"The level of financial literacy varies according to education and income levels, but evidence shows that highly educated consumers with high incomes can be just as ignorant about financial issues as less-educated, lower-income consumers (though in general, the later do tend to be less financially literate)". 

What are Vermont schools doing about these challenges? In many schools, some level of proficiency in financial literacy is already a graduation requirement. Now the VSBA  approved the Jump$tart Standards as part of the required standards for VT students. The Jump$tart standards supplement the current College, Career, and Civic Life (C3) Standards for Social Studies, Common Core Standards for Mathematics, and Family and Consumer Science Expectations. The VSBA recognized the multidisciplinary nature of financial literacy as these standards can be addressed within social studies, math, business and family/consumer sciences. The AOE will be asking for K-12 Math, Social Studies, business, and Family/Consumer science teachers to assist in creating sample indicators, and proficiency-based graduation requirements. These changes will impact future development of curriculum and courses in HUUSD- stay tuned! 

Read more: Why Financial Literacy is So Important | Investopedia 

Thursday, February 1, 2018

Katie Novak Releases New UDL Progression Rubric

Katie Novak Releases New UDL Progression Rubric
So many teachers want a clear example of what UDL looks like. They see and understand the guidelines, but they want to know how they translate to real life. For a long time, I struggled with this question, because UDL is so personalized; it can look very different from one teacher to another. To address the question, fellow education consultant, Dr. Kristan Rodriguez, and I worked together to compile a progression rubric to help teachers and administrators identify when a classroom has emerging, progressing or mastery UDL characteristics. This rubric is based on CAST's newly released 2018 UDL Guidelines.

We encourage you to download a copy at the link below and reach out with any questions!
View the UDL Progression Rubric

Tuesday, January 16, 2018

SBAC Practice and Training Tests

SBAC Practice and Training Tests

About the Practice and Training Tests

The purpose of these training tests is to become familiar with the system, functionality, and item types; the tests are not intended to guide classroom instruction.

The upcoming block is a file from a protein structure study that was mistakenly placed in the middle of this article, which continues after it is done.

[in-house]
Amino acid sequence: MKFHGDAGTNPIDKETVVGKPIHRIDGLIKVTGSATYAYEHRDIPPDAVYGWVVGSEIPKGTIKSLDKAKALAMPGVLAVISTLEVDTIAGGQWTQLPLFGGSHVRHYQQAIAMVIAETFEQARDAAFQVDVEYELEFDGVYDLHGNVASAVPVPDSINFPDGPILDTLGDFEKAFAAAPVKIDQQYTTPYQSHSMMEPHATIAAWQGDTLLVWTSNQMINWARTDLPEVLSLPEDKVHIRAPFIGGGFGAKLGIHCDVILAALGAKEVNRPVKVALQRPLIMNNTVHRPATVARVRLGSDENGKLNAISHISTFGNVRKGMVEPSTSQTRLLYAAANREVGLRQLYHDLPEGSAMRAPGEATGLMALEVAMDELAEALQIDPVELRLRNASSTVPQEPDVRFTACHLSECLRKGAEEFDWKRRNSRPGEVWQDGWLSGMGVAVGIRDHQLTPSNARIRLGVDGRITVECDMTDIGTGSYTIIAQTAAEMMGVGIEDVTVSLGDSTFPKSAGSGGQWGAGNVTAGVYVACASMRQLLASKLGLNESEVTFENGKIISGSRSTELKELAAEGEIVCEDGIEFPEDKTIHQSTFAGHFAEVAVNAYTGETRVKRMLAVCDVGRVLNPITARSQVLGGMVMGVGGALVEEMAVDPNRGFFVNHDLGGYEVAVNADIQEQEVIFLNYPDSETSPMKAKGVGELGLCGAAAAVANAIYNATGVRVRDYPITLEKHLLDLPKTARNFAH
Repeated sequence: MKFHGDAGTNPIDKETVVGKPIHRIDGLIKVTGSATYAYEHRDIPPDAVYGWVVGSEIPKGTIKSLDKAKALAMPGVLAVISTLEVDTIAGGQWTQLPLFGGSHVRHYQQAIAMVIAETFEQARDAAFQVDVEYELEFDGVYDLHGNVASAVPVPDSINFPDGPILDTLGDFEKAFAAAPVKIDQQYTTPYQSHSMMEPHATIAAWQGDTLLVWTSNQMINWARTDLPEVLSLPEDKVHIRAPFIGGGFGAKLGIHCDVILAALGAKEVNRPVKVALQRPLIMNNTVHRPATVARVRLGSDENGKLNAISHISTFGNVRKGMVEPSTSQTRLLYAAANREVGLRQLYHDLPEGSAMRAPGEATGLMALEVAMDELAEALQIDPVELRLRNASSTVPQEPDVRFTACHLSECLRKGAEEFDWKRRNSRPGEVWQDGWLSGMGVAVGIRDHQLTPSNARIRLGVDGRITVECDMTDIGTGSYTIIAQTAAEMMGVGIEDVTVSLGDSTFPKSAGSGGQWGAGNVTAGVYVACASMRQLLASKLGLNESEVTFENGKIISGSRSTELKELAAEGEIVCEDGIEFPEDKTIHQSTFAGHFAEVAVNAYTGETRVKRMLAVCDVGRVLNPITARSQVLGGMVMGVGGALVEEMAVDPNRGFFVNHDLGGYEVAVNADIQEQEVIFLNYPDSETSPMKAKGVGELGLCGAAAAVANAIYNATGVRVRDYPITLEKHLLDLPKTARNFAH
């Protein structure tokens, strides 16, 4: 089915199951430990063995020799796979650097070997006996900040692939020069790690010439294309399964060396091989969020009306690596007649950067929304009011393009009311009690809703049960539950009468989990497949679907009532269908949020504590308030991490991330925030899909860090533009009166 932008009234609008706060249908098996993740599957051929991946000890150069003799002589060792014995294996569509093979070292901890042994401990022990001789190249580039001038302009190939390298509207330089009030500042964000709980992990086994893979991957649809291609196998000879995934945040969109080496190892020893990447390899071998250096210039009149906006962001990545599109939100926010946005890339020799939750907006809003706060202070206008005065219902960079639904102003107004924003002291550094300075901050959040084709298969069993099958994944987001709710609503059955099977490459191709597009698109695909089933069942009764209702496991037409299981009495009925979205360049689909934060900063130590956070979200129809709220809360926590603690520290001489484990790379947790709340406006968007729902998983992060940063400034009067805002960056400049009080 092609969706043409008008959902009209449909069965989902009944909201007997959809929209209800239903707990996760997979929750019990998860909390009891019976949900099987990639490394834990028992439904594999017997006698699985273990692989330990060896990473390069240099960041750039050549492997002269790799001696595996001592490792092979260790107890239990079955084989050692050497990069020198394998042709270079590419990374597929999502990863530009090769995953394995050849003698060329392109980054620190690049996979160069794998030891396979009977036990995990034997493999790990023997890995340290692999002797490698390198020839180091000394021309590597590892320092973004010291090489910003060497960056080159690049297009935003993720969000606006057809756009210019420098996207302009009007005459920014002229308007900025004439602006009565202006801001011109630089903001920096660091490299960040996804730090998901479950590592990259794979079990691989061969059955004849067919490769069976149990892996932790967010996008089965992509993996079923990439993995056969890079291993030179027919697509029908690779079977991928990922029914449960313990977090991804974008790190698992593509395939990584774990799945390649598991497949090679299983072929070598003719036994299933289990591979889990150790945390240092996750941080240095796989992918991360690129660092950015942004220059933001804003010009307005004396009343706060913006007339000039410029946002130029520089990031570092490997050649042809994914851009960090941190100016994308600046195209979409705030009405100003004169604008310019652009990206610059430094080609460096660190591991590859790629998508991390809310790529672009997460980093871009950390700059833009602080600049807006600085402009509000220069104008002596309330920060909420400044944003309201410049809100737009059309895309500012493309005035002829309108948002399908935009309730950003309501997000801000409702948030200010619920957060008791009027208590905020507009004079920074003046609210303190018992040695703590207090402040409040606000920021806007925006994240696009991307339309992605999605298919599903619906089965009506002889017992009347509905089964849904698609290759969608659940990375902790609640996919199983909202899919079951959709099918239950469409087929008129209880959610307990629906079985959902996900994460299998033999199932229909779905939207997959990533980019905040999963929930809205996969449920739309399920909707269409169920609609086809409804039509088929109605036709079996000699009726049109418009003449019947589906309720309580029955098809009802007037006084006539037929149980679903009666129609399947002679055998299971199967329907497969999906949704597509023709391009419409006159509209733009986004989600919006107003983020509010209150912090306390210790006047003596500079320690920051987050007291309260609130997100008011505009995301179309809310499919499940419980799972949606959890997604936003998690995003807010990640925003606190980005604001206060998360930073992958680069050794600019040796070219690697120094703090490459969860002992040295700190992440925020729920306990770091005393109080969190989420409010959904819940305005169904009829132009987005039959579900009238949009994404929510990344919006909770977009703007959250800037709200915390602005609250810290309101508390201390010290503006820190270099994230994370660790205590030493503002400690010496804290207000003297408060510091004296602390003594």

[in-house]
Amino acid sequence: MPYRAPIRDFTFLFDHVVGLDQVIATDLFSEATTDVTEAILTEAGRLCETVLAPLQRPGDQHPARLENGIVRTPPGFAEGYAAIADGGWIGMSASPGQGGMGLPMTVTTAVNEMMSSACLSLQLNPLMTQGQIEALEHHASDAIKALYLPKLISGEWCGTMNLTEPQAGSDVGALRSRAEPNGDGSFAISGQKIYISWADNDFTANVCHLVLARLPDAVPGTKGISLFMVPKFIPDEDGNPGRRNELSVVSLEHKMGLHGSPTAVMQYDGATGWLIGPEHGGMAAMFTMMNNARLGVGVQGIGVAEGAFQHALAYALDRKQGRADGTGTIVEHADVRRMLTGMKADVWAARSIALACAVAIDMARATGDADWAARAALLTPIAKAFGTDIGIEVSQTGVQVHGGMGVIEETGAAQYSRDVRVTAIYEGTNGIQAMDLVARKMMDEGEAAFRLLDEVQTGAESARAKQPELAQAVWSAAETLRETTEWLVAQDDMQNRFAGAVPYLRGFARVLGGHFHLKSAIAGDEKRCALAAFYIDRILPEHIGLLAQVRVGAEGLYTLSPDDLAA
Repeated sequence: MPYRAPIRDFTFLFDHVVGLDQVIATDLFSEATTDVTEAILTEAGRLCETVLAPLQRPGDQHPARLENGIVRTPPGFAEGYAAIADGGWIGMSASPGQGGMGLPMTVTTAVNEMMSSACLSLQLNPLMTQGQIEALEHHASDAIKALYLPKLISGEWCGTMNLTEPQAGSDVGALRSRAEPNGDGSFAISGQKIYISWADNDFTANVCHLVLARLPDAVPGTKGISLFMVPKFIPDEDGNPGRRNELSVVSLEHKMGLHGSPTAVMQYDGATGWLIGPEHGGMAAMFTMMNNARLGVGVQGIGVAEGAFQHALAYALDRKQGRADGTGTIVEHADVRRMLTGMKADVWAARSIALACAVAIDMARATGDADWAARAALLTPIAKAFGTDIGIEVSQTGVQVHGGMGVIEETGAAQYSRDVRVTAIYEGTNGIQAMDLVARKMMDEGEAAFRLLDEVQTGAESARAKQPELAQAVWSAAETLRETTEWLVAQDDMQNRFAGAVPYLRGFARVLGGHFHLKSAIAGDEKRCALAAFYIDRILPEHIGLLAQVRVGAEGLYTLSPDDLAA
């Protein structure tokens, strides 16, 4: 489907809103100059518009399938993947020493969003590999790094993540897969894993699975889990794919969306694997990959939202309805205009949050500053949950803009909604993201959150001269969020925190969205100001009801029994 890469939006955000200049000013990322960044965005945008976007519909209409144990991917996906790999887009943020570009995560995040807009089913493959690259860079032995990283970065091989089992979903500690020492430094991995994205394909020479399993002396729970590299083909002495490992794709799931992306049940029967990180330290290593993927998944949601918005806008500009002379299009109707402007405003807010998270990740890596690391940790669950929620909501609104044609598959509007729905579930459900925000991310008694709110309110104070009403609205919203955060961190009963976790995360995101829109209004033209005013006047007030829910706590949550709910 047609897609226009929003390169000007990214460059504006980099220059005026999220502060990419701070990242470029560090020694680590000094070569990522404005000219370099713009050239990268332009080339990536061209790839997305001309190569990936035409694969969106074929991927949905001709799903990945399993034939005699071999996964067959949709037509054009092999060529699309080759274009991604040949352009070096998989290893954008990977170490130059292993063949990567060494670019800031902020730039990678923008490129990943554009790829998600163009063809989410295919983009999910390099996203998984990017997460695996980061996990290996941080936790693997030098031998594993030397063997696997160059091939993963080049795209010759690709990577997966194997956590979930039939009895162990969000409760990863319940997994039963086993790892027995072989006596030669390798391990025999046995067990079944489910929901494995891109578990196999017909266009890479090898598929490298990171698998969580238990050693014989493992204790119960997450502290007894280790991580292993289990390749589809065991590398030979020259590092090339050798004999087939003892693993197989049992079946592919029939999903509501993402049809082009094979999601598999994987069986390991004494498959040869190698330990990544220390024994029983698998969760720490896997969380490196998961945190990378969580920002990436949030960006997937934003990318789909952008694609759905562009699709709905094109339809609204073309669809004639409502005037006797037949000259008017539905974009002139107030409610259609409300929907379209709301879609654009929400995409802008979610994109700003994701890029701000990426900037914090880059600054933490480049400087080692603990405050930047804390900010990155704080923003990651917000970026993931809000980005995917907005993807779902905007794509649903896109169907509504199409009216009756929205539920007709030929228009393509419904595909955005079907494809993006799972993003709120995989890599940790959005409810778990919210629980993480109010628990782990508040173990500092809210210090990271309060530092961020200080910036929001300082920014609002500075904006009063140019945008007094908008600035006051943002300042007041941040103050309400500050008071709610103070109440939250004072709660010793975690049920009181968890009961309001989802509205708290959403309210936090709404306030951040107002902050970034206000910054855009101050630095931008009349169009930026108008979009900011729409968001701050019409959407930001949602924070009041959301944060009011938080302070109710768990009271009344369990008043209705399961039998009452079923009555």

Some students may have difficulty with some of the content aligned to higher grades within the grade level/subject range of each training test; nevertheless, this should not interfere with students’ ability to interact with an item for its intended training purpose. If an item appears to be too difficult, encourage students to experiment with the tools, choose the best answer and move on to the next item.
Practice Test
The practice tests mirror the Smarter Balanced summative assessments in English language arts/literacy (ELA) and mathematics. Each test provides students with a grade-specific testing experience, including a variety of question types and difficulty levels (approximately 30 items each in mathematics and ELA), as well as a performance task. All universal tools, designated supports, and accommodations approved by Smarter Balanced are available on the practice tests. Language supports, including translated glossaries and stacked Spanish translation, are available on mathematics Practice and Training Tests.
Training Test
The training tests are designed to provide students and teachers with opportunities to quickly familiarize themselves with the software and navigational tools that they will use for the upcoming Smarter Balanced Assessments for Mathematics and English Language Arts/Literacy. Training tests are available for both mathematics and ELA and are organized by grade bands (grades 3 – 5, grades 6 -8, and grades 9 – 11), with each test containing 5 – 10 questions.  The questions on the training test were selected to provide students with an opportunity to practice a range of question types. The training tests do not contain performance tasks.
Accessing the Training Tests
Students may log in as a Guest User to take a practice or training test on their own. If a test administrator would like to administer a practice test session, students may enter their first name, student ID, and session ID (provided by the TA through the TA Practice & Training Site).